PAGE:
I might have mentioned to you before that I’ve taken up walking.
I’ve found it much the best thing to do with a pair of legs, which spend most of their time stuck under a desk. (I must get a table with more room.)
I’m reluctant, as you can see, to call this “rambling”. The term has too many connotations of ironed shorts, stout boots and the Hitler Youth.
We just wander about a bit. At about five miles, the legs yearn to be under a desk again, while the top half of the body is thinking about tea and cake.
Unfortunately for all the limbs concerned, we’re lost by about five miles out, and still some distance from re-fuelling.
The blame for this I place squarely on the plate of Nick Reynolds.
Mr Reynolds wrote and compiled the AA book of walks – there’s an online version, too – for Worcestershire, and I think for Shropshire too.
I have bitten our copy in frustration.
Courtesy of Mr Reynolds, over the past fortnight we have been lost on the Long Mynd, and lost in a field somewhere near Tenbury Wells.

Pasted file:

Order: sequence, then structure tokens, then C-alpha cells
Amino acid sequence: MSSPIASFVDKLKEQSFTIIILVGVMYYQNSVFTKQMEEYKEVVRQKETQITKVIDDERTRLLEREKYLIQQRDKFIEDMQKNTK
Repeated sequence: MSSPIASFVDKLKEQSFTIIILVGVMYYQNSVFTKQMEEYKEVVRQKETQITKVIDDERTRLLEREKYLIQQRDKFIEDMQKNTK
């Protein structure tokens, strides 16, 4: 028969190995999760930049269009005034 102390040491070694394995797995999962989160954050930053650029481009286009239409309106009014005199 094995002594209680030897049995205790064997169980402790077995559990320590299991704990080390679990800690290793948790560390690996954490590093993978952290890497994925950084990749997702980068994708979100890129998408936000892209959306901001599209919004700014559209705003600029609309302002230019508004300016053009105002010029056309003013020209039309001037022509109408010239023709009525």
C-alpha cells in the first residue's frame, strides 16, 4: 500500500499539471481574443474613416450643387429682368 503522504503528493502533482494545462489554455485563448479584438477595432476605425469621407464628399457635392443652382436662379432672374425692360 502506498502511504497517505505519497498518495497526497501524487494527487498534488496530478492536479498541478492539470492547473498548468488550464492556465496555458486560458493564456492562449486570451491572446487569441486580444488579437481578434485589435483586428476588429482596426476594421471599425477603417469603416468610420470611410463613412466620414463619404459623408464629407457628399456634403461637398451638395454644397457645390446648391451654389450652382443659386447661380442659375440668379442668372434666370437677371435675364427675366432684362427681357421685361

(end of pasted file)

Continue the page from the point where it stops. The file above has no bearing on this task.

Take the Tenbury fiasco, as an example.
“Leave the car park,” says Nick. Which one? Tenbury has a short-stay and a long-stay.
It took a ten-minute consultation with a local to get over that hurdle.
“Cross a ditch over planks and rubble behind fallen trees…”
This has not been updated since 2009; the fallen trees have gone, and so have the planks and the ditch.
“Take the footpath through a small, tussocky pasture…”
Now what’s one of those when it’s at home?
Every field I’ve ever seen has looked both tussocky, and not so tussocky, at the same time.
I have some directions of my own for Mr Reynolds but I’d rather not share them in a family newspaper.
- Dr Chris Upton is Reader in Public History at Newman University Birmingham